A new report says COVID-19 has widened the gap between the haves and have-nots in Canada, amplifying the economic disparities that existed pre-pandemic. Pandora Avenue where over a hundred homeless people are temporarily living in tents and on the street as the city continues to monitor the COVID-19 pandemic in Victoria, B.C., on Wednesday, March 25, 2020. THE CANADIAN PRESS/Chad Hipolito

Rich get richer, poor poorer: Report says pandemic intensified economic disparities

Many households reported being just hundreds of dollars away from bankruptcy

A pair of new reports say Canada is undergoing a “K-shaped recovery,” with working-class Canadians going deeper into debt while those at the top prosper.

The reports say the uneven recovery is amplifying economic disparities that existed pre-pandemic and widening the gap between the haves and have-nots.

With the second wave of COVID-19 intensifying across the country, the two reports also suggest the divide between the rich and poor in Canada could worsen.

The affordability index by BDO Canada Ltd. found that while one in five Canadians say they are better off, nearly two in five say their personal finances deteriorated during the first wave.

The index, based on polling data by the Angus Reid Group, found that those who are worse off are nearly four times more likely to say their debt load is overwhelming.

Meanwhile, the latest MNP Ltd. consumer debt index says the pandemic recession is putting a spotlight on inequalities between the well-off and those dealing with job losses, debt, eviction and food insecurity.

Grant Bazian, president of MNP, says his firm’s index “highlights the divergent experiences of Canadians during COVID.”

“While some are fortunate enough to be able to continue working in their present jobs, but from home, others continue to struggle with financial uncertainty and not knowing whether their job will still be around after the pandemic,” he says.

The MNP index, based on polling data by Ipsos, found that over half of millennials surveyed say they regret the amount of debt they’ve taken on in life.

Many households reported being just hundreds of dollars away from bankruptcy, a sign they’re living paycheque to paycheque.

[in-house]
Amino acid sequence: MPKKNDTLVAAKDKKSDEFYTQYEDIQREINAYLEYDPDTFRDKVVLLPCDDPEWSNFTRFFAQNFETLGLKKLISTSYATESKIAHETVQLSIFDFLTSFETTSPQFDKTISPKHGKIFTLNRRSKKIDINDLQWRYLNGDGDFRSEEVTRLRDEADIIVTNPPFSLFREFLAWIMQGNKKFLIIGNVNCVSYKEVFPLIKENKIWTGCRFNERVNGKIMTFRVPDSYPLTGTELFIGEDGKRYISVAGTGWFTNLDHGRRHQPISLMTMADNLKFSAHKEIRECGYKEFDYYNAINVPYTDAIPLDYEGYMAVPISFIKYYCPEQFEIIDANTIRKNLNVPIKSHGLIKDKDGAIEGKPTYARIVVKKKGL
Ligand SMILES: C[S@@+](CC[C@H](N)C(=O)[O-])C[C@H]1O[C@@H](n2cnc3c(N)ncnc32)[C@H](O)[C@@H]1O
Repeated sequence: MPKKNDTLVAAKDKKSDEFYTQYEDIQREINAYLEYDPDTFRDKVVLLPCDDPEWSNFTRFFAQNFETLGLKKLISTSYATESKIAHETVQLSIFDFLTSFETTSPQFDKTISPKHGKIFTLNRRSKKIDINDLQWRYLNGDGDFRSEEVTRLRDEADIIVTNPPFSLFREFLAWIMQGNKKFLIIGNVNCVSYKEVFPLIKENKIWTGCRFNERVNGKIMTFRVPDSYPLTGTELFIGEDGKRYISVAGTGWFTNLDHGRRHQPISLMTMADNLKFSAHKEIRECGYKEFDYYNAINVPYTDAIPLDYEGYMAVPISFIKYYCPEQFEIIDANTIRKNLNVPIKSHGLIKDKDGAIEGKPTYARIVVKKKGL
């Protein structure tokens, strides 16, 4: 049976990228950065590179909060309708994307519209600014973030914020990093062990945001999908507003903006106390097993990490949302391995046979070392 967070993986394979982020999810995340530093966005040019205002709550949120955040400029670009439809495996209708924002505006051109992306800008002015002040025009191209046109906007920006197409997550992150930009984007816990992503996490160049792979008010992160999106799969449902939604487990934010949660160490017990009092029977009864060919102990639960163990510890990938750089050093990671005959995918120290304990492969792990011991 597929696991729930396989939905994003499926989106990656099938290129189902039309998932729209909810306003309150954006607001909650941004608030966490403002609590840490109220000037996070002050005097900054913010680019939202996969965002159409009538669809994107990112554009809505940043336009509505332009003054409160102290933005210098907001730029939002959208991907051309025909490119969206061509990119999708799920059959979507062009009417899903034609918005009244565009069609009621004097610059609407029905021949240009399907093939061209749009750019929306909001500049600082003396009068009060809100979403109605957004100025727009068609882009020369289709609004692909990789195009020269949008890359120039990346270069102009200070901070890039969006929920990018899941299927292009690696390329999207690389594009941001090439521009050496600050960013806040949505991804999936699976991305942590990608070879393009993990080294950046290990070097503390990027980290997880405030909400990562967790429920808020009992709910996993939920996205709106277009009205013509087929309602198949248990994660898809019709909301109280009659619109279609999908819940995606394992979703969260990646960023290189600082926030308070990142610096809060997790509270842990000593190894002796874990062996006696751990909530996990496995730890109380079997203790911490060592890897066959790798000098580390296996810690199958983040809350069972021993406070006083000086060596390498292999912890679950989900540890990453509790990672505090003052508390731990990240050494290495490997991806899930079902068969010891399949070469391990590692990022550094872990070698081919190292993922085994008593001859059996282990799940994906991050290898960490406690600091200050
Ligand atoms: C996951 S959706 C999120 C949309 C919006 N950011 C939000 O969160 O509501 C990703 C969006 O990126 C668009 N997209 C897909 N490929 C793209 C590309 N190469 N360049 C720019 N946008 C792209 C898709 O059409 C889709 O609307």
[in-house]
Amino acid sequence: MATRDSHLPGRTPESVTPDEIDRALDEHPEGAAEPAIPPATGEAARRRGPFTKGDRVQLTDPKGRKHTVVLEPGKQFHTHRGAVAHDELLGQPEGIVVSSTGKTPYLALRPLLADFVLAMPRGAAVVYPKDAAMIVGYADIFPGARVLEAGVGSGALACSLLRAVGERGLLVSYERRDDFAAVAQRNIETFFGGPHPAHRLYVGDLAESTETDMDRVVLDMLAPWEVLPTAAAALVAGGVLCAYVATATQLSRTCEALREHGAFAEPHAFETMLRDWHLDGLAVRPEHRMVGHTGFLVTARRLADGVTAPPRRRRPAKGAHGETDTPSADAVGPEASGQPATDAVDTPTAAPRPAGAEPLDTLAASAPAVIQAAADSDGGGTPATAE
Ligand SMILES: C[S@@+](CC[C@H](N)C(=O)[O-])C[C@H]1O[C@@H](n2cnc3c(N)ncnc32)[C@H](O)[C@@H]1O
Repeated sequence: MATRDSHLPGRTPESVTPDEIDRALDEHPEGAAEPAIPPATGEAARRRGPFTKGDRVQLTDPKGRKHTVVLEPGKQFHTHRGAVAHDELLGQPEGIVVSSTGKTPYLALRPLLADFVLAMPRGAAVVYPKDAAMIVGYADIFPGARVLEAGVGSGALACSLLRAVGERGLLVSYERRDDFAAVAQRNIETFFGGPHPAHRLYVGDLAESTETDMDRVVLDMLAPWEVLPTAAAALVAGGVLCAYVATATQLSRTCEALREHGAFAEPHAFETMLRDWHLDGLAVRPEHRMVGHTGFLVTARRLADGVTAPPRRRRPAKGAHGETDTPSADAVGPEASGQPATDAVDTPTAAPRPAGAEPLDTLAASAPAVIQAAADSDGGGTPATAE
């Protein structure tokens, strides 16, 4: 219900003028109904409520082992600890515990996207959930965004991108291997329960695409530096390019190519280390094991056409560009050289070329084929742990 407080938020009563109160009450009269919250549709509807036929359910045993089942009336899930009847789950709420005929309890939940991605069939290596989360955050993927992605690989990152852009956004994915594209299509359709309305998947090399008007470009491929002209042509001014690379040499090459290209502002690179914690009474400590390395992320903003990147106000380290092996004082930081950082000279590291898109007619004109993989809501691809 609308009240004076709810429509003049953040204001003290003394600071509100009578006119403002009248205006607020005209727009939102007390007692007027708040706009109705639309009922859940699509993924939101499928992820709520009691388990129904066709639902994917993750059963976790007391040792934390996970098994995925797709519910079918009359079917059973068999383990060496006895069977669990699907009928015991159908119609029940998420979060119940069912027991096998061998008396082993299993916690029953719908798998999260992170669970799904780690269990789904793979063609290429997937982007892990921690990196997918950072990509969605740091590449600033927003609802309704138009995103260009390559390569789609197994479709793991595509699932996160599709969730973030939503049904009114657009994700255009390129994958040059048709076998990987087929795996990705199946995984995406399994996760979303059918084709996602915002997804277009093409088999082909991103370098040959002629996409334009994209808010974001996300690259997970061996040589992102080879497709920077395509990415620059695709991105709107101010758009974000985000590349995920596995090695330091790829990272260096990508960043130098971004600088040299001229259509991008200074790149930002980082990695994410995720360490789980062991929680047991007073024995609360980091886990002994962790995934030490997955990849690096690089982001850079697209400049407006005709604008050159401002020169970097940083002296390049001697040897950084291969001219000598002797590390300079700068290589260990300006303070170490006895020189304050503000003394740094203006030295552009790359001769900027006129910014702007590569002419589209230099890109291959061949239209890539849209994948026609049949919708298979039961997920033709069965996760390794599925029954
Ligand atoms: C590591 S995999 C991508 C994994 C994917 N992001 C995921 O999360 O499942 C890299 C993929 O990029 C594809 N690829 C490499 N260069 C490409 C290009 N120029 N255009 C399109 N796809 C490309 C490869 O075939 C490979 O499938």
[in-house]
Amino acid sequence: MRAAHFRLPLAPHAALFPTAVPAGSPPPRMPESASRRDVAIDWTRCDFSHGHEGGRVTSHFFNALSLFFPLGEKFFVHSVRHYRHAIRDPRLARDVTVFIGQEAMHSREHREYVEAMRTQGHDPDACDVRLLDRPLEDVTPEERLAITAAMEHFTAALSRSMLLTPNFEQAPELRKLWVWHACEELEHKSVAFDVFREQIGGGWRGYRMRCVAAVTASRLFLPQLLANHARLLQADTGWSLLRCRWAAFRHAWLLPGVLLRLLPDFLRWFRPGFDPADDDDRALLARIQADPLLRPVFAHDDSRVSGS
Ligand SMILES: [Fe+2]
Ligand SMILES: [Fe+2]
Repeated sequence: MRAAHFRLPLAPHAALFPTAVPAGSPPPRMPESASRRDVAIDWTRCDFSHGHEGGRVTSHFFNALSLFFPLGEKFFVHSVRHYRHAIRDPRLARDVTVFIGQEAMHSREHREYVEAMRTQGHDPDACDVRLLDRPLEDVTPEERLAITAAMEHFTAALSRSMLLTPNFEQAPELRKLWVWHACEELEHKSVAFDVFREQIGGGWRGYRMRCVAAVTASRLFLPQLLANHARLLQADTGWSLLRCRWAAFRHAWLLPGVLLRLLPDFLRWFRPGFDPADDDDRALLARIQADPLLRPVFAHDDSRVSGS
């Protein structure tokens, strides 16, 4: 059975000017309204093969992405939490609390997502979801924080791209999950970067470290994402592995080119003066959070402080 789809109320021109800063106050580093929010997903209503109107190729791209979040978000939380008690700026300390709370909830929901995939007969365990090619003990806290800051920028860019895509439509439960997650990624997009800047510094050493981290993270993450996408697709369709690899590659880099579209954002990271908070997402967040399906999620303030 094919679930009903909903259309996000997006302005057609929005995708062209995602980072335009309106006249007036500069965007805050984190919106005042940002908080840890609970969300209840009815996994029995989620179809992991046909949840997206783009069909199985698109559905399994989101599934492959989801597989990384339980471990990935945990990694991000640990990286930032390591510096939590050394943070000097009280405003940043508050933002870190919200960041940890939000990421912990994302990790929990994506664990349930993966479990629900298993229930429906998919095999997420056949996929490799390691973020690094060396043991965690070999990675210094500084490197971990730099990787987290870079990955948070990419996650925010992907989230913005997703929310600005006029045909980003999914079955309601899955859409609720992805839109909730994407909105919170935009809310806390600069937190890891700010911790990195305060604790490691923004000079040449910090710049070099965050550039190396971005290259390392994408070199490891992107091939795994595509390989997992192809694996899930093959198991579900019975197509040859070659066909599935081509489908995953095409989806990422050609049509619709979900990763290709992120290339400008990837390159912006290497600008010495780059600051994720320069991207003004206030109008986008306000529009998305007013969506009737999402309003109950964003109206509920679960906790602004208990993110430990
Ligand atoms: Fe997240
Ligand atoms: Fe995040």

MNP says 44 per cent of households earning $40,000 to $60,000 are $200 or less away from insolvency, including 22 per cent who are already insolvent.

Both reports underscore a yawning chasm between Canadians who are losing ground and those whose financial situation has improved during the pandemic or hasn’t changed.

Doug Jones, president of BDO Debt Solutions, says the firm’s affordability index shows Canadians are struggling more and more with the cost of living.

He says COVID-19 has prompted Canadians to cut back on spending and save more, but that people are also finding it more difficult to keep up with debt.

“These factors will likely put long-term stress on families and the economy,” Jones says in a statement. “Now is the time to keep a close eye on household budgets and avoid debt whenever possible.”

The survey found that two-thirds of Canadians with debt cannot keep up with their debt payments or have had to make sacrifices in their budgeting.

While this typically involves foregoing non-essential “nice-to-have” purchases like entertainment or recreation, the survey found that nearly a quarter of Canadians forego essentials like food or clothing.

The survey also showed that residents of British Columbia, Alberta and Ontario were more likely to accrue debt during the pandemic.

Meanwhile, Canadians who are saving more tend to be young, university educated and earn more than $100,000, the survey found.

This cohort tended to shift spending away from non-essentials such as restaurants and travel into savings — reducing concerns about debt.

The Angus Reid online survey, in partnership with BDO Canada, included 2,047 Canadian adults surveyed between Sept. 1 and Sept. 8.

The Ipsos online poll, conducted for MNP between Sept. 1 and Sept. 3, included 2,001 Canadians.

According to the polling industry’s generally accepted standards, online surveys cannot be assigned a margin of error because they do not randomly sample the population.

The Canadian Press


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